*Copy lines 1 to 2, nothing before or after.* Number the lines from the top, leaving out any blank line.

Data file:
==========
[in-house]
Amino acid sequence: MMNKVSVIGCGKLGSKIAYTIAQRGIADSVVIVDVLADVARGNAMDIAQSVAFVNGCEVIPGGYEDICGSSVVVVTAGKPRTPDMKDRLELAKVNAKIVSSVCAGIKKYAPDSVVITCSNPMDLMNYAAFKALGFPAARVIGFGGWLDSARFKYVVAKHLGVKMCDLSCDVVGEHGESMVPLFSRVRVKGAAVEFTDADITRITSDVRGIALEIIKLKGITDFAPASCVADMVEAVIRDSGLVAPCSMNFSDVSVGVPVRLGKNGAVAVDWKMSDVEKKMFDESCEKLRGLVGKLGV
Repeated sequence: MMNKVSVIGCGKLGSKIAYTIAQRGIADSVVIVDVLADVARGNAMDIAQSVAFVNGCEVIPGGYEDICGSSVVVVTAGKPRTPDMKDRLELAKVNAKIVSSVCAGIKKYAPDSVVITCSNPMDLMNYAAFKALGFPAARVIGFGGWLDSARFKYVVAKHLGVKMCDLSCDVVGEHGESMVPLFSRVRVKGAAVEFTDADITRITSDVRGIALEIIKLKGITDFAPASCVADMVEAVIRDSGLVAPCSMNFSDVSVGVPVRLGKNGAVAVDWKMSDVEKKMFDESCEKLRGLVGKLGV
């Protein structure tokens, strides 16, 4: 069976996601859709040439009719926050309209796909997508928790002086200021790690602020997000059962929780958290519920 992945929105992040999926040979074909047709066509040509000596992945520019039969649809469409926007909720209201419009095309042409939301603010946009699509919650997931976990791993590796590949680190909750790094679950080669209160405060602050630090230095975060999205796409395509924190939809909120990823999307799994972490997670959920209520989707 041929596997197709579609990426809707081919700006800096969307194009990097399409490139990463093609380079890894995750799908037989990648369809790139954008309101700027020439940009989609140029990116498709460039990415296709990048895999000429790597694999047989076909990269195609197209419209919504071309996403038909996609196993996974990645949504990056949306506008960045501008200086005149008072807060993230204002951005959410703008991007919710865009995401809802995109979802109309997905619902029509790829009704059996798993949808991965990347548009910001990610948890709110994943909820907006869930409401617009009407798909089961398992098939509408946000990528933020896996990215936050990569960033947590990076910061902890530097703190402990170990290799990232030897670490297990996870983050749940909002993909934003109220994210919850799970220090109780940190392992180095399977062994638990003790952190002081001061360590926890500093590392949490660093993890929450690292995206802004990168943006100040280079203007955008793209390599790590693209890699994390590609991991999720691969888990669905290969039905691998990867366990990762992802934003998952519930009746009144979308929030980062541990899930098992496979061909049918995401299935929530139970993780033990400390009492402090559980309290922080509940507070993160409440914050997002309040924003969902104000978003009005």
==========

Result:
[in-house]
Amino acid sequence: MMNKVSVIGCGKLGSKIAYTIAQRGIADSVVIVDVLADVARGNAMDIAQSVAFVNGCEVIPGGYEDICGSSVVVVTAGKPRTPDMKDRLELAKVNAKIVSSVCAGIKKYAPDSVVITCSNPMDLMNYAAFKALGFPAARVIGFGGWLDSARFKYVVAKHLGVKMCDLSCDVVGEHGESMVPLFSRVRVKGAAVEFTDADITRITSDVRGIALEIIKLKGITDFAPASCVADMVEAVIRDSGLVAPCSMNFSDVSVGVPVRLGKNGAVAVDWKMSDVEKKMFDESCEKLRGLVGKLGV